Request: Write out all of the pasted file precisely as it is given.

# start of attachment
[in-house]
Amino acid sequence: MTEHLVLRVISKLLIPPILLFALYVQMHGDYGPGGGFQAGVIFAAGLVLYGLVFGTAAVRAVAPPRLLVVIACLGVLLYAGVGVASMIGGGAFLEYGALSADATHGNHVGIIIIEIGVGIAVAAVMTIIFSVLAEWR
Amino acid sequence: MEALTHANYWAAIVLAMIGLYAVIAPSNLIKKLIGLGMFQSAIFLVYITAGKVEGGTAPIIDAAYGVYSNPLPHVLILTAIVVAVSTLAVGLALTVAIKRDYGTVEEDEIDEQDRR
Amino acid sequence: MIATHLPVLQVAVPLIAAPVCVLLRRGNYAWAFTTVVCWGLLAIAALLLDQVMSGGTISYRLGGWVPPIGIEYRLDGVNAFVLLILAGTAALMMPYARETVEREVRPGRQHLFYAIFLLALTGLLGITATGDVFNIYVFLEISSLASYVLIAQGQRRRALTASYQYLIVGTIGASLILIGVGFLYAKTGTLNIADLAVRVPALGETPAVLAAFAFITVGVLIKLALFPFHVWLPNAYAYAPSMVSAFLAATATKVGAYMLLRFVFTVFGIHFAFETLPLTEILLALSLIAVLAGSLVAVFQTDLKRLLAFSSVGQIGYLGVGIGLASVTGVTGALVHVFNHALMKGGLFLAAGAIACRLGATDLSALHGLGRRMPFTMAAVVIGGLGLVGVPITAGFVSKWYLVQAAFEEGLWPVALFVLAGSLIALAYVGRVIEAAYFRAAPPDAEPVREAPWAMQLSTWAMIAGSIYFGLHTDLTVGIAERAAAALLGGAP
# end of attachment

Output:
[in-house]
Amino acid sequence: MTEHLVLRVISKLLIPPILLFALYVQMHGDYGPGGGFQAGVIFAAGLVLYGLVFGTAAVRAVAPPRLLVVIACLGVLLYAGVGVASMIGGGAFLEYGALSADATHGNHVGIIIIEIGVGIAVAAVMTIIFSVLAEWR
Amino acid sequence: MEALTHANYWAAIVLAMIGLYAVIAPSNLIKKLIGLGMFQSAIFLVYITAGKVEGGTAPIIDAAYGVYSNPLPHVLILTAIVVAVSTLAVGLALTVAIKRDYGTVEEDEIDEQDRR
Amino acid sequence: MIATHLPVLQVAVPLIAAPVCVLLRRGNYAWAFTTVVCWGLLAIAALLLDQVMSGGTISYRLGGWVPPIGIEYRLDGVNAFVLLILAGTAALMMPYARETVEREVRPGRQHLFYAIFLLALTGLLGITATGDVFNIYVFLEISSLASYVLIAQGQRRRALTASYQYLIVGTIGASLILIGVGFLYAKTGTLNIADLAVRVPALGETPAVLAAFAFITVGVLIKLALFPFHVWLPNAYAYAPSMVSAFLAATATKVGAYMLLRFVFTVFGIHFAFETLPLTEILLALSLIAVLAGSLVAVFQTDLKRLLAFSSVGQIGYLGVGIGLASVTGVTGALVHVFNHALMKGGLFLAAGAIACRLGATDLSALHGLGRRMPFTMAAVVIGGLGLVGVPITAGFVSKWYLVQAAFEEGLWPVALFVLAGSLIALAYVGRVIEAAYFRAAPPDAEPVREAPWAMQLSTWAMIAGSIYFGLHTDLTVGIAERAAAALLGGAP